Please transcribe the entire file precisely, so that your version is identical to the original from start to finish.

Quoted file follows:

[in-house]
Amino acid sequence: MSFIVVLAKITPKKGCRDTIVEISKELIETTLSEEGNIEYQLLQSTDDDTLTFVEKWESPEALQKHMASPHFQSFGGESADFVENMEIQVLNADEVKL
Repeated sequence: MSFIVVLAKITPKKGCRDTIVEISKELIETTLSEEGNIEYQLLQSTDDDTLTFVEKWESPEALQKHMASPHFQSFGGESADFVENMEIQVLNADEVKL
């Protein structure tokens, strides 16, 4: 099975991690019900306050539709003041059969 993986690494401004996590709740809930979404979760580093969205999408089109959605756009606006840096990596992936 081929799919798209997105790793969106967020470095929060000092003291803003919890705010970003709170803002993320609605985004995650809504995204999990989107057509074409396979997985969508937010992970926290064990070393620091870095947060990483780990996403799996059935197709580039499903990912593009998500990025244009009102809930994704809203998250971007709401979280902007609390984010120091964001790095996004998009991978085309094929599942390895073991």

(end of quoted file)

[in-house]
Amino acid sequence: MSFIVVLAKITPKKGCRDTIVEISKELIETTLSEEGNIEYQLLQSTDDDTLTFVEKWESPEALQKHMASPHFQSFGGESADFVENMEIQVLNADEVKL
Repeated sequence: MSFIVVLAKITPKKGCRDTIVEISKELIETTLSEEGNIEYQLLQSTDDDTLTFVEKWESPEALQKHMASPHFQSFGGESADFVENMEIQVLNADEVKL
């Protein structure tokens, strides 16, 4: 099975991690019900306050539709003041059969 993986690494401004996590709740809930979404979760580093969205999408089109959605756009606006840096990596992936 081929799919798209997105790793969106967020470095929060000092003291803003919890705010970003709170803002993320609605985004995650809504995204999990989107057509074409396979997985969508937010992970926290064990070393620091870095947060990483780990996403799996059935197709580039499903990912593009998500990025244009009102809930994704809203998250971007709401979280902007609390984010120091964001790095996004998009991978085309094929599942390895073991």